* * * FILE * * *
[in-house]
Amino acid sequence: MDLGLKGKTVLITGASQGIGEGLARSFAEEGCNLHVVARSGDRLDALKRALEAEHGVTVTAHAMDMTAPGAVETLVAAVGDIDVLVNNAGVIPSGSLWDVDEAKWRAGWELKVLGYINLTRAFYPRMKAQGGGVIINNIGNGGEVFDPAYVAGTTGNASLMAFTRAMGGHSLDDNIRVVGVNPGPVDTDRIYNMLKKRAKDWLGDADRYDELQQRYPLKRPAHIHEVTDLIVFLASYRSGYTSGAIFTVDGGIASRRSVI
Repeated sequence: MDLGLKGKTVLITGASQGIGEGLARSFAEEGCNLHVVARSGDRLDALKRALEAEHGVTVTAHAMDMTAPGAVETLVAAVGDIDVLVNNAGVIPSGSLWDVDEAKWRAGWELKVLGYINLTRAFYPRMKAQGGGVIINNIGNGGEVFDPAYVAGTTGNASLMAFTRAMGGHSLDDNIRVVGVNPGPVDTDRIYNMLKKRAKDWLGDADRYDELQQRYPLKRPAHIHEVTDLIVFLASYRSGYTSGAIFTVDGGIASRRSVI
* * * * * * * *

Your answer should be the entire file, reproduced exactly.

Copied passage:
[in-house]
Amino acid sequence: MDLGLKGKTVLITGASQGIGEGLARSFAEEGCNLHVVARSGDRLDALKRALEAEHGVTVTAHAMDMTAPGAVETLVAAVGDIDVLVNNAGVIPSGSLWDVDEAKWRAGWELKVLGYINLTRAFYPRMKAQGGGVIINNIGNGGEVFDPAYVAGTTGNASLMAFTRAMGGHSLDDNIRVVGVNPGPVDTDRIYNMLKKRAKDWLGDADRYDELQQRYPLKRPAHIHEVTDLIVFLASYRSGYTSGAIFTVDGGIASRRSVI
Repeated sequence: MDLGLKGKTVLITGASQGIGEGLARSFAEEGCNLHVVARSGDRLDALKRALEAEHGVTVTAHAMDMTAPGAVETLVAAVGDIDVLVNNAGVIPSGSLWDVDEAKWRAGWELKVLGYINLTRAFYPRMKAQGGGVIINNIGNGGEVFDPAYVAGTTGNASLMAFTRAMGGHSLDDNIRVVGVNPGPVDTDRIYNMLKKRAKDWLGDADRYDELQQRYPLKRPAHIHEVTDLIVFLASYRSGYTSGAIFTVDGGIASRRSVI